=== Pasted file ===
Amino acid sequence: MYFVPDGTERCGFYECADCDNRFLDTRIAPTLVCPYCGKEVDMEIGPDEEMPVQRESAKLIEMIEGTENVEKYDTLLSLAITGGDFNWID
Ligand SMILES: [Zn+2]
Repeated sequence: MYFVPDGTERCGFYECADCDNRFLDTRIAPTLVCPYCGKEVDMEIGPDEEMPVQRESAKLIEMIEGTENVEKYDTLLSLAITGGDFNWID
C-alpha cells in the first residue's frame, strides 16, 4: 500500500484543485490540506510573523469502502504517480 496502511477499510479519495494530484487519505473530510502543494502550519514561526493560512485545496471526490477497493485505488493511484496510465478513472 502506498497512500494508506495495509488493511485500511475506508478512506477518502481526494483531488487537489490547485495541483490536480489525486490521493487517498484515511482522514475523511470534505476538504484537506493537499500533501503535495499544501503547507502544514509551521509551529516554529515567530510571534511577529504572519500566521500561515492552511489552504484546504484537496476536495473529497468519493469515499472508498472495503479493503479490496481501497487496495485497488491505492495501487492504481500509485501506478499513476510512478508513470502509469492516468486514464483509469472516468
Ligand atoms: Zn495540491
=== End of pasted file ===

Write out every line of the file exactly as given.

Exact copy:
Amino acid sequence: MYFVPDGTERCGFYECADCDNRFLDTRIAPTLVCPYCGKEVDMEIGPDEEMPVQRESAKLIEMIEGTENVEKYDTLLSLAITGGDFNWID
Ligand SMILES: [Zn+2]
Repeated sequence: MYFVPDGTERCGFYECADCDNRFLDTRIAPTLVCPYCGKEVDMEIGPDEEMPVQRESAKLIEMIEGTENVEKYDTLLSLAITGGDFNWID
C-alpha cells in the first residue's frame, strides 16, 4: 500500500484543485490540506510573523469502502504517480 496502511477499510479519495494530484487519505473530510502543494502550519514561526493560512485545496471526490477497493485505488493511484496510465478513472 502506498497512500494508506495495509488493511485500511475506508478512506477518502481526494483531488487537489490547485495541483490536480489525486490521493487517498484515511482522514475523511470534505476538504484537506493537499500533501503535495499544501503547507502544514509551521509551529516554529515567530510571534511577529504572519500566521500561515492552511489552504484546504484537496476536495473529497468519493469515499472508498472495503479493503479490496481501497487496495485497488491505492495501487492504481500509485501506478499513476510512478508513470502509469492516468486514464483509469472516468
Ligand atoms: Zn495540491